Minister calls to revoke citizenship of Arab Israelis who joined Islamic State

“It is just a question of time until these people, living among us, become a lethal weapon directed against us,” says Tourism Minister Uzi Landau.

October 14, 2014 19:27
2 minute read.
islamic state

A masked man speaking in what is believed to be a North American accent in a video that Islamic State fighters released in September 2014.. (photo credit: REUTERS)


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Tourism Minister Uzi Landau penned a letter to Prime Minister Benjamin Netanyahu on Tuesday calling to revoke citizenship for Israelis enlisting with Islamic State.

According to Landau, the Shin Bet (Israel Security Agency) and Israel Police estimate that over 30 Israeli citizens have joined the ranks of the Sunni jihadist organization.

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“These are people who live in Israel as citizens, and as such they enjoy a long list of rights as well as access to large and sensitive information. It is just a question of time until these people, living among us, become a lethal weapon directed against us,” the Bayit Yehudi minister said.

“This is a phenomenon of the utmost severity, which could gain momentum and transform into a sword over our heads,” he continued. “It is our duty as a government, as a society and as a state to take action to eradicate this from our midst.”

Landau said he was also appealing to Netanyahu to prevent these people from reentering the country.

“Every Israeli citizen must know that the State of Israel will act relentlessly against the activity of the ISIS organization, and in doing so will act meticulously,” he said.

He wrote the letter just days after reports surfaced that three additional Arab Israelis, from Yafia village in the Galilee, had joined Islamic State in Syria.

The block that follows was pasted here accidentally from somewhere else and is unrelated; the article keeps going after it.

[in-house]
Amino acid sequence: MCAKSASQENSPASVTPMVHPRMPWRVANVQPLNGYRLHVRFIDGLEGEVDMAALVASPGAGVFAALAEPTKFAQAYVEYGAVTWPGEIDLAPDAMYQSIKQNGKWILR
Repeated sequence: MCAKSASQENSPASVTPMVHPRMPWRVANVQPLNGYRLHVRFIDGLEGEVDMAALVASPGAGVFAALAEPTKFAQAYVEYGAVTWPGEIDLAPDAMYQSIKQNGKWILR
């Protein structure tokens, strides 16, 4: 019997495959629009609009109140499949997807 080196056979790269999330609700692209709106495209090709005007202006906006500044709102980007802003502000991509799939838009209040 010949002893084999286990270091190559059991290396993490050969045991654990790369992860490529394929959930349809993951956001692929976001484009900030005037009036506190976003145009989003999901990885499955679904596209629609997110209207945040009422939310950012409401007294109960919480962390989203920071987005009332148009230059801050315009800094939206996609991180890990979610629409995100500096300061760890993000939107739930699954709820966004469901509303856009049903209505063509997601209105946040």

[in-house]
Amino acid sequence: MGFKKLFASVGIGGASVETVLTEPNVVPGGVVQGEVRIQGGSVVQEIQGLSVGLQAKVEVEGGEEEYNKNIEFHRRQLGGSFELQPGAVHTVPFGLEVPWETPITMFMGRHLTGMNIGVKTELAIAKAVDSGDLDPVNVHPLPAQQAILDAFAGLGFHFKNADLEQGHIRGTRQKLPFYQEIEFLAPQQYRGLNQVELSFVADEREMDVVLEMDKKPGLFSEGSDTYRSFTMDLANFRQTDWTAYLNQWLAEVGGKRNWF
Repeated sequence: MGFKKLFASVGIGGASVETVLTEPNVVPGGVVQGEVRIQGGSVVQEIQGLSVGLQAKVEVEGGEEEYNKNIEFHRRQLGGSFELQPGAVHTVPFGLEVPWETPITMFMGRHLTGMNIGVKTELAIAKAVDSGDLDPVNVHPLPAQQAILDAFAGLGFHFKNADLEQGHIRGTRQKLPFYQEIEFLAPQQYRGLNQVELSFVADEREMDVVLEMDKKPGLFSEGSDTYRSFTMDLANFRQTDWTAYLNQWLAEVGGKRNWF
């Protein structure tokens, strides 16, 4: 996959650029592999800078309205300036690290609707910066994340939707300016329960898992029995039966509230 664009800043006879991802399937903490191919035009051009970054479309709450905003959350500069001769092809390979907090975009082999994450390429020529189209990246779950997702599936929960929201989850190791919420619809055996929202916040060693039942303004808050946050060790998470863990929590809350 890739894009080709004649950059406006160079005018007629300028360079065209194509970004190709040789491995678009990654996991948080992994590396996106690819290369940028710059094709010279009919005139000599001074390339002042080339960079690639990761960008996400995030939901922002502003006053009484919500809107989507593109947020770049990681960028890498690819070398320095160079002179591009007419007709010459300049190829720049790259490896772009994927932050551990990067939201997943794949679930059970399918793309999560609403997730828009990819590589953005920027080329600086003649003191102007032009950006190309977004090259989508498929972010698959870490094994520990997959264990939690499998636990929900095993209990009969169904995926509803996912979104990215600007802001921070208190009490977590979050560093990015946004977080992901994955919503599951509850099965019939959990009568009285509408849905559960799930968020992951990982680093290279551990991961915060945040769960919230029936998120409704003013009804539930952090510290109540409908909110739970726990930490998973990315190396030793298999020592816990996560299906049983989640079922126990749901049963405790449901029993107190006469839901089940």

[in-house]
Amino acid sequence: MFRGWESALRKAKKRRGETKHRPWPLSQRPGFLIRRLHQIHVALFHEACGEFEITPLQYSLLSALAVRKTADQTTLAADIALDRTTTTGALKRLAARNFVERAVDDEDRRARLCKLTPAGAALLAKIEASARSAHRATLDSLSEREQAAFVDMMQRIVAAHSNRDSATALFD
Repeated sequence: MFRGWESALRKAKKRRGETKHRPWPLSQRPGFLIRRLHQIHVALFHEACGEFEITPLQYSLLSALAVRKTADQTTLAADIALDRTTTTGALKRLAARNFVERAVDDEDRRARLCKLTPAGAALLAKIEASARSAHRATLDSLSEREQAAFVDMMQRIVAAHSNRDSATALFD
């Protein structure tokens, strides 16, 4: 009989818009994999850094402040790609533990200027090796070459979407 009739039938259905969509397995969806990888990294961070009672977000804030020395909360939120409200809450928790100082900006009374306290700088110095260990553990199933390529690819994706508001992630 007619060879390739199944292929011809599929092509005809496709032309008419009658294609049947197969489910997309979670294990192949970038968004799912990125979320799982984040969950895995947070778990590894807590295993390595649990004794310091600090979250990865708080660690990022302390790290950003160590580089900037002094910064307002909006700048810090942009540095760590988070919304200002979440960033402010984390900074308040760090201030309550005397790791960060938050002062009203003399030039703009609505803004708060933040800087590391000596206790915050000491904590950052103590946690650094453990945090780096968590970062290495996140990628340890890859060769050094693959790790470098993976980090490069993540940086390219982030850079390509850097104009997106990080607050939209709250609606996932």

Marwan Kilabi, the father of one of the three youths who had joined ISIS, told Channel 2 on Tuesday that his son, Muhammad, had contacted him on Monday and said he was “fine.”

“We still don’t know what happened. Maybe they brainwashed him. He is a student, a good boy,” Marwan Kilabi said, adding that he was “embarrassed” to say that he didn’t know why his son had decided to join the organization.

Kilabi, who serves as a police volunteer, stressed that his family was not radical or overly religious, and repeatedly emphasized that he viewed Israel as his home.

When asked what he thought of Landau’s letter to Netanyahu, he said simply that he hoped his son would return home safely.

The issue of citizens leaving home to join the terrorist organization in Syria or Iraq is a problem plaguing not only Israel.

Last month, Canadian Citizenship and Immigration Minister Chris Alexander told the National Post that his ministry revoked the passports of several Canadians who had intended to travel to “the volatile region to enlist as foreign fighters.”

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